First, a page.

- Created by: Eleanor Baldwin
- Created on: 29-04-14 14:28
What is conformity?
Conformity- The tendency to change behaviour or attitudes in response to the influence of others or social pressure. The pressure can be real or imagined.
Kelman’s 3 Types of Conformity
Compliance- Going along with others to gain approval or avoid disapproval. There is no change in the person’s underlying attitude, only their public behaviour. Saying they like a show because all of their friends like it- listening to ‘popular’ music but not actually liking it. Changing public behaviour but not private.
Identification- Going along with others because of a desire to be like them. An individual feels more a part of the group by adopting the attitudes and behaviours of others (private change). People change their view publically and privately after being exposed to others views to fit in with them. Behaviour is not permanent.
Internalisation- Going along with others because of an acceptance of their point of view. Often permanent. The deepest form of conformity. Eg. A student becomes a vegetarian because they live with an animal rights activist and may retain this view for the rest of their life. People can internalise views of minority groups. It is a personal choice.
Asch's Study of Conformity
123 male students asked to take part in a task of visual perception. They were put in a group of 7-9 and were shown two cards one of a standard line and the other showing three comparison lines. Ps were asked to call out which of the comparisons matched the standard line. Asch used confederates who were told to give the wrong answer. The one real participant was sat last at the table so they were exposed to the wrong answers before giving theirs. 25% remained completely independent. 5% conformed on every trial.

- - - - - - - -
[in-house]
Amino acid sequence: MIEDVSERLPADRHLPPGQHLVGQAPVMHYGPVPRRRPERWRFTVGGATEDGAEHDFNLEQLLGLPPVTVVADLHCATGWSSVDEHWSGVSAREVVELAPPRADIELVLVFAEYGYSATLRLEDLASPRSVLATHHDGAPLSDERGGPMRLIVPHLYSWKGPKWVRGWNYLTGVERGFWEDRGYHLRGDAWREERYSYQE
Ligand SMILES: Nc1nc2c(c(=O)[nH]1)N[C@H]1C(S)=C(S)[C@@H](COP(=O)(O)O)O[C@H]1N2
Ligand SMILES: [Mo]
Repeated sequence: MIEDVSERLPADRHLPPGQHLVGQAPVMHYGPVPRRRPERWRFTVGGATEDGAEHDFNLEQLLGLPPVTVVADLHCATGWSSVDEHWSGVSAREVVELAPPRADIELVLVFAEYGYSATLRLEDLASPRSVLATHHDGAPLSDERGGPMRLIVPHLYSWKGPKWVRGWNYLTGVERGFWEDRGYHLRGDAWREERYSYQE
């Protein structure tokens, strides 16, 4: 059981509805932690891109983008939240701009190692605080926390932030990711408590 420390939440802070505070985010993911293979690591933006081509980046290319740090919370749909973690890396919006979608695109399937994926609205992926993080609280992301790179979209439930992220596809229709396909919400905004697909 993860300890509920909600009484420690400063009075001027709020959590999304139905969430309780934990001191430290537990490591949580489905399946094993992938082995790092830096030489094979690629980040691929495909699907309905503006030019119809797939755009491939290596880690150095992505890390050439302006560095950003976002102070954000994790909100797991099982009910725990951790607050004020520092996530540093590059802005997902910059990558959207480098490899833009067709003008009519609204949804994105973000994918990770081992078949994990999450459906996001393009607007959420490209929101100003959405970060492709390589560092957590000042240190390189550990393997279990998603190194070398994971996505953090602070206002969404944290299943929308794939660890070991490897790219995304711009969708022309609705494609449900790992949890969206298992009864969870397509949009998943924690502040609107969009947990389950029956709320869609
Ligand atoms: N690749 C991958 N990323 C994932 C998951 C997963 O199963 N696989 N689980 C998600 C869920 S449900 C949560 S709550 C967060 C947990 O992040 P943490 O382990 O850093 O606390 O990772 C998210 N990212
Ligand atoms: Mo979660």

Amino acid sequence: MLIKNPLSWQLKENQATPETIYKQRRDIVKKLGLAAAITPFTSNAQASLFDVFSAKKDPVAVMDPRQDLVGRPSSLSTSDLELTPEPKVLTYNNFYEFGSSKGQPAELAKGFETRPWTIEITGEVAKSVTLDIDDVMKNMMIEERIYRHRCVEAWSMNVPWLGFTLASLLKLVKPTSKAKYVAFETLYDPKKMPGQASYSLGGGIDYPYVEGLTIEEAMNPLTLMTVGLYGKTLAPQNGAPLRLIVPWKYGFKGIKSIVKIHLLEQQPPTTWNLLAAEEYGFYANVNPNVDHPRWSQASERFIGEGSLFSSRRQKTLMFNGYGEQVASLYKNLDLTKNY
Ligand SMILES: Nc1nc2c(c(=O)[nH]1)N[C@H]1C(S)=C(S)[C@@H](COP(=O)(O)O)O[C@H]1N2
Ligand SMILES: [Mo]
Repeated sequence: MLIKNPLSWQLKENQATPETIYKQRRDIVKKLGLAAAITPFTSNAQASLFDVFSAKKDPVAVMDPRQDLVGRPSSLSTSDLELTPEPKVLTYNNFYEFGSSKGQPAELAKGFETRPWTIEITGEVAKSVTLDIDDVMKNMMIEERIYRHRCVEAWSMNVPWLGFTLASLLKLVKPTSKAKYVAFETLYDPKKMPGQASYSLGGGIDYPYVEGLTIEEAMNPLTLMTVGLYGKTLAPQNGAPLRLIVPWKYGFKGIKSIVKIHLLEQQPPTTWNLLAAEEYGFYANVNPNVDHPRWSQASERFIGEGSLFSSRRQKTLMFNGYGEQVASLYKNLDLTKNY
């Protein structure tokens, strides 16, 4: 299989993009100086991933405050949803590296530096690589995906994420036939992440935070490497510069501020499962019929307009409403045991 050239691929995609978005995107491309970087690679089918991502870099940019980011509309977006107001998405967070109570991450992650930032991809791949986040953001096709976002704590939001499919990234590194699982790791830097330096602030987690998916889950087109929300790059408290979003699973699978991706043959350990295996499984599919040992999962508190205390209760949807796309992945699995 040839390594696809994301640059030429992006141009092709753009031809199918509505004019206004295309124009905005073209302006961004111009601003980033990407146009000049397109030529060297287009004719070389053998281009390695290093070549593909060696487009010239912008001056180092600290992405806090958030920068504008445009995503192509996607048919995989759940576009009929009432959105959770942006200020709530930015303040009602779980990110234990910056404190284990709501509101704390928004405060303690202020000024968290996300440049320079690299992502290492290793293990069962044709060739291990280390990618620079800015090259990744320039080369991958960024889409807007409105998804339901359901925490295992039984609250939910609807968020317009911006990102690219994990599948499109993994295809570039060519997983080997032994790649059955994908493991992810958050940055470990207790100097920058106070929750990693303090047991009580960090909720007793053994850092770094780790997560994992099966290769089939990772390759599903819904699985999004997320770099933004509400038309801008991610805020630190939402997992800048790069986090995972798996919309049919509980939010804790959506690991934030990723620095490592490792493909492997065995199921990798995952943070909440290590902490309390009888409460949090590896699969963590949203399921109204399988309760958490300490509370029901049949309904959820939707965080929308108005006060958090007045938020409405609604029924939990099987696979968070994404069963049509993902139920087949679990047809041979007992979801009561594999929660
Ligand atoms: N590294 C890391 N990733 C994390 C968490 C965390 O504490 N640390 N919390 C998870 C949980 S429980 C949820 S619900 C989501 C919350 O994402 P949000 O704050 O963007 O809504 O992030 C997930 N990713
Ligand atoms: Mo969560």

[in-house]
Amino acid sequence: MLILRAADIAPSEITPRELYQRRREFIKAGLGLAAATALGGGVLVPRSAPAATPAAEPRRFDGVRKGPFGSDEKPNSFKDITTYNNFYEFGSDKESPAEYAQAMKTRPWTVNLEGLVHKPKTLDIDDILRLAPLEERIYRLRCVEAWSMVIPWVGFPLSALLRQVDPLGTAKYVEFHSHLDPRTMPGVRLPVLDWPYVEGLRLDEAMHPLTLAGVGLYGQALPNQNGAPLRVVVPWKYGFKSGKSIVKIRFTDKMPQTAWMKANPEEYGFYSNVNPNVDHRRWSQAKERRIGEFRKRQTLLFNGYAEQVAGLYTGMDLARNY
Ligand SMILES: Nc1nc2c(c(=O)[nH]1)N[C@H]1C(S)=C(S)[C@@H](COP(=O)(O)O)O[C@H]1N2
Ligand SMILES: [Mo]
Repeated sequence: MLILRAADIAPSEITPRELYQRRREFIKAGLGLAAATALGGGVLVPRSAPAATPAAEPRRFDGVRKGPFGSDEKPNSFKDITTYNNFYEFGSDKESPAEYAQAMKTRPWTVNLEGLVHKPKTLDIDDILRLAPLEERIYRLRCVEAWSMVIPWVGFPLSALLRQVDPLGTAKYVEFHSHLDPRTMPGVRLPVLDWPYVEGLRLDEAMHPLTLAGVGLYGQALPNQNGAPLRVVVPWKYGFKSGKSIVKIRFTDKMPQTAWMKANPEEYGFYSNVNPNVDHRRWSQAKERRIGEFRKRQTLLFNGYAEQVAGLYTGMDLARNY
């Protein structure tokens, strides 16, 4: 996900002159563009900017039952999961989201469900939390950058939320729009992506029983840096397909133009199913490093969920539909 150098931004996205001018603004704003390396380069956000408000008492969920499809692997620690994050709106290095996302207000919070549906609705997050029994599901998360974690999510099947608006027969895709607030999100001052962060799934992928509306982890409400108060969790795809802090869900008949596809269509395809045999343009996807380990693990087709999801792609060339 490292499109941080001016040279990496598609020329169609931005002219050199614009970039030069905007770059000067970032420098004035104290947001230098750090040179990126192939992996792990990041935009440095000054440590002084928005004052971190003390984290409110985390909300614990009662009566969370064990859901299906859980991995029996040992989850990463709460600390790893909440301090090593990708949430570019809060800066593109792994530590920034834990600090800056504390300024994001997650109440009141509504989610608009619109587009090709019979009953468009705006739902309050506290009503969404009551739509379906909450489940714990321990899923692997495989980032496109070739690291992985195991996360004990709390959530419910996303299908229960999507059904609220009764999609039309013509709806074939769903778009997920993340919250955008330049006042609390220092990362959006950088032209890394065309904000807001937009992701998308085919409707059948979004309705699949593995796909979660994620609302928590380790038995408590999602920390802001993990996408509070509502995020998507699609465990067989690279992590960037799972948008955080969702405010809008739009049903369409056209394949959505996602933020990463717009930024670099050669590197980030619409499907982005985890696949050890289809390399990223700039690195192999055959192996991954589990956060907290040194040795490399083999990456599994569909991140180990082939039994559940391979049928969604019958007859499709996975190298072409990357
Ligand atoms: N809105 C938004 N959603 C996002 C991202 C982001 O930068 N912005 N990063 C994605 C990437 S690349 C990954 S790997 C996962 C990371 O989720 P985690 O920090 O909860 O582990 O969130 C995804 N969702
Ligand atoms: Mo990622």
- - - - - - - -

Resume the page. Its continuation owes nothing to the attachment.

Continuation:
Some felt their eyes/perceptions were wrong. Others conformed because they did not want to stand out.
- Asch found that as trials progressed, ps became increasingly anxious and self-conscious regarding their answers and some reported feelings of stress- protection of participants.
- Deception- Ps were not fully aware of the aim of the study
- Study is gender biased to men
- Variety of cultures and ages
- Lacks validity as it was a lab experiment, but easily repeated
Zimbardo Prison Experiment
Zimbardo wanted to see if the brutality found in prisons at the time was a consequence of the personality of the guards, or identification with the social roles in which they were placed. He used 24 male student volunteers who were randomly allocated role of guard or prisoner. Prisoners were arrested at their home, searched and dressed in prison uniforms and referred to by number. Within a day prisoners began to rebel and were punished severely by the guards. Prisoners quickly became depressed with some showing serious stress-related reactions to the experience. The experiment was called of after 6 days rather than two weeks. The implications of these findings were that ordinary, stable individuals can abuse power and behave in violent, anti-social ways if placed in a situation that facilitates this.
Zimbardo Prison experiment (Evaluation)
Evaluation: Demand characteristics- As the participants knew they were taking part in an experiment and they knew they were being observed, they could have simply been playing what they believed was the role expected of them. In a real life situation they may not have behaved in the same way. However the level of brutal behaviour by the guards was far more extreme than would be expected when simply acting a role, and individual guards were sometimes even more sadistic to prisoners when they were alone without an audience.
Ethical considerations- Zimbardo has been criticised for carrying out an unethical study as he deliberately put participants into a situation that caused them physical and psychological harm. Zimbardo argued in his defence that he stopped the experiment when he realised it had become dangerous, and that he did everything he could to minimise psychological harm by holding extensive debriefing sessions with participants. The study did however provide a valuable insight into human behaviour.
Ecological validity- There are some key differences between the study and real life. For example, prison officers apply for jobs as prison officers and not as participants in an experiment where they could be either guard or inmate. Prisoners have all committed crimes and are in prison because they have been convicted, not because they are taking part in an experiment. And prison officers have families they go home to, they do not work 24 hours a day.